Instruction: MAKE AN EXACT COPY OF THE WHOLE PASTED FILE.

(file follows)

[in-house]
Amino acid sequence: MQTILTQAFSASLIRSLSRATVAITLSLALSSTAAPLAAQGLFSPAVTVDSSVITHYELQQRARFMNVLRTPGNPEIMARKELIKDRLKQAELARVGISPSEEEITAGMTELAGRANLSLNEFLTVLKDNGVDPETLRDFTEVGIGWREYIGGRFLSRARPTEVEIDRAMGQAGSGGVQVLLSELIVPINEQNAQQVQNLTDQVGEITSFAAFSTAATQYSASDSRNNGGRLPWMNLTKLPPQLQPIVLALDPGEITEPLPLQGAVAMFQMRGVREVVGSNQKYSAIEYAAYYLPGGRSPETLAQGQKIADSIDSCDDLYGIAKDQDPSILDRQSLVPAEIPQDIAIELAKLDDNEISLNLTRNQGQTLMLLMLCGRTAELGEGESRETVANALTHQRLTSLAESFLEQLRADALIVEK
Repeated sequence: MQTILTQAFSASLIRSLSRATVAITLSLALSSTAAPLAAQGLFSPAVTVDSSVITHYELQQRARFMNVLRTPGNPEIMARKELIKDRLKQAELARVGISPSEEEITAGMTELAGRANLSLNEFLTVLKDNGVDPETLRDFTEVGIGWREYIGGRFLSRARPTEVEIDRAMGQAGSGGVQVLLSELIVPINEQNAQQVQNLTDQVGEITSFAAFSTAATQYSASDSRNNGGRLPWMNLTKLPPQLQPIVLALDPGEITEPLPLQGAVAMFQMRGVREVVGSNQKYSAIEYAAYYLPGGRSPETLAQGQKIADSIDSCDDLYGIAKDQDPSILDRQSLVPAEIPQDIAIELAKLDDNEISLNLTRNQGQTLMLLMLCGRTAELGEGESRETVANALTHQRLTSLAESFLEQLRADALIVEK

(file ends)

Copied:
[in-house]
Amino acid sequence: MQTILTQAFSASLIRSLSRATVAITLSLALSSTAAPLAAQGLFSPAVTVDSSVITHYELQQRARFMNVLRTPGNPEIMARKELIKDRLKQAELARVGISPSEEEITAGMTELAGRANLSLNEFLTVLKDNGVDPETLRDFTEVGIGWREYIGGRFLSRARPTEVEIDRAMGQAGSGGVQVLLSELIVPINEQNAQQVQNLTDQVGEITSFAAFSTAATQYSASDSRNNGGRLPWMNLTKLPPQLQPIVLALDPGEITEPLPLQGAVAMFQMRGVREVVGSNQKYSAIEYAAYYLPGGRSPETLAQGQKIADSIDSCDDLYGIAKDQDPSILDRQSLVPAEIPQDIAIELAKLDDNEISLNLTRNQGQTLMLLMLCGRTAELGEGESRETVANALTHQRLTSLAESFLEQLRADALIVEK
Repeated sequence: MQTILTQAFSASLIRSLSRATVAITLSLALSSTAAPLAAQGLFSPAVTVDSSVITHYELQQRARFMNVLRTPGNPEIMARKELIKDRLKQAELARVGISPSEEEITAGMTELAGRANLSLNEFLTVLKDNGVDPETLRDFTEVGIGWREYIGGRFLSRARPTEVEIDRAMGQAGSGGVQVLLSELIVPINEQNAQQVQNLTDQVGEITSFAAFSTAATQYSASDSRNNGGRLPWMNLTKLPPQLQPIVLALDPGEITEPLPLQGAVAMFQMRGVREVVGSNQKYSAIEYAAYYLPGGRSPETLAQGQKIADSIDSCDDLYGIAKDQDPSILDRQSLVPAEIPQDIAIELAKLDDNEISLNLTRNQGQTLMLLMLCGRTAELGEGESRETVANALTHQRLTSLAESFLEQLRADALIVEK